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ERIC Number: ED167577
Record Type: RIE
Publication Date: 1979-Apr
Pages: 79
Abstractor: N/A
Reference Count: 0
ISBN: N/A
ISSN: N/A
Some Applications of Generalizability Theory to the Dependability of Domain-Referenced Tests. ACT Technical Bulletin No. 32.
Brennan, Robert L.
Using the basic principles of generalizability theory, a psychometric model for domain-referenced interpretations is proposed, discussed, and illustrated. This approach, assuming an analysis of variance or linear model, is applicable to numerous data collection designs, including the traditional persons-crossed-with-items design, which is treated extensively here. It is shown that the appropriate error variance for domain-referenced interpretations is at least equal to and usually greater than the error variance for norm-referenced interpretations. Also, it is shown that two indices, error variance and signal/noise ratio, can be developed to reflect the dependability of a domain-referenced testing procedure. These indices are interpretable in several complementary ways, and they are easily compared with generalizability coefficients. In this paper, consideration is given not only to theoretical results but also to estimation procedures, illustrative examples, extensions to multiple facet designs, and recommendations for researchers and practitioners. Problems concerning loss functions and the setting of cutting scores are discussed. It is argued that differences between norm-referenced and domain-referenced tests are differences in score interpretation, whereas test development procedures define different domains. Venn diagrams are used to explain concepts. (Author/CTM)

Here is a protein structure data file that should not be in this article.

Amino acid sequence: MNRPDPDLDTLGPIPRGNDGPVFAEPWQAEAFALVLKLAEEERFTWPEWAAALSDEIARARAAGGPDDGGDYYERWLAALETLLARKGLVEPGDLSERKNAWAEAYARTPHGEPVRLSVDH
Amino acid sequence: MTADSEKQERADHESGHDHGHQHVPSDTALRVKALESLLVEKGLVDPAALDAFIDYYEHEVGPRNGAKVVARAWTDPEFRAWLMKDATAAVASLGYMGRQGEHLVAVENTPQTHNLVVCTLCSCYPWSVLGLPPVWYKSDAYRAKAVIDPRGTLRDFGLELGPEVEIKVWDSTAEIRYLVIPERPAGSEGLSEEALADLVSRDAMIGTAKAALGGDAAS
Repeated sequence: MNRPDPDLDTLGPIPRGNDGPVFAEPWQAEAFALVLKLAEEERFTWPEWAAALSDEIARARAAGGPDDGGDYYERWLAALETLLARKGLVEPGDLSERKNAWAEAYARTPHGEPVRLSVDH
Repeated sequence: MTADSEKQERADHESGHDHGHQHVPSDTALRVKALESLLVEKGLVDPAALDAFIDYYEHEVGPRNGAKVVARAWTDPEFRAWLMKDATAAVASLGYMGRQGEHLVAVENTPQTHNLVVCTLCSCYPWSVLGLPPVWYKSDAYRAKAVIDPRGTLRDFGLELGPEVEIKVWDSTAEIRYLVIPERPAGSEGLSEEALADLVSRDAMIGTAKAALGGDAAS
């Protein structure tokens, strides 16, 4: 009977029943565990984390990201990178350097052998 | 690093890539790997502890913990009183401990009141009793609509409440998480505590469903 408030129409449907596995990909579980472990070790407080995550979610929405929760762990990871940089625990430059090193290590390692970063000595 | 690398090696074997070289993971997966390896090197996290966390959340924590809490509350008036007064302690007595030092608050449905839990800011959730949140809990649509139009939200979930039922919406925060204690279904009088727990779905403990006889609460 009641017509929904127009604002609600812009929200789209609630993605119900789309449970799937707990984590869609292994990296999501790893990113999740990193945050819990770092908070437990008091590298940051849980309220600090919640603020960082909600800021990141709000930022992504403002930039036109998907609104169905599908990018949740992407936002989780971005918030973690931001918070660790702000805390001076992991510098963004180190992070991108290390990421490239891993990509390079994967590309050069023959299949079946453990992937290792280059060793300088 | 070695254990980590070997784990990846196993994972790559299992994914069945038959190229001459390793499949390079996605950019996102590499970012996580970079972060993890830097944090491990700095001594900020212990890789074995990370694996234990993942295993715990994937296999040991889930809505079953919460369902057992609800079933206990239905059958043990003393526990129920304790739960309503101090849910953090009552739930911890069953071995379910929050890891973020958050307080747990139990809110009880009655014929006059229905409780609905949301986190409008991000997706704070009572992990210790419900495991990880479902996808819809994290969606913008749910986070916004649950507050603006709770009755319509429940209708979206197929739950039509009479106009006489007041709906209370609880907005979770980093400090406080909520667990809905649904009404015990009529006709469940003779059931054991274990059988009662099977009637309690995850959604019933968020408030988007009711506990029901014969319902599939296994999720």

Publication Type: Speeches/Meeting Papers; Reports - Research
Education Level: N/A
Audience: N/A
Language: English
Sponsor: N/A
Authoring Institution: American Coll. Testing Program, Iowa City, IA. Research and Development Div.
Identifiers: Classical Test Theory; Domain Referenced Tests; Generalizability Theory; Signal Noise Ratios
Note: Paper presented at the Annual Meeting of the National Council on Measurement in Education (San Francisco, California, April, 1979) ; Not available in hard copy due to marginal legibility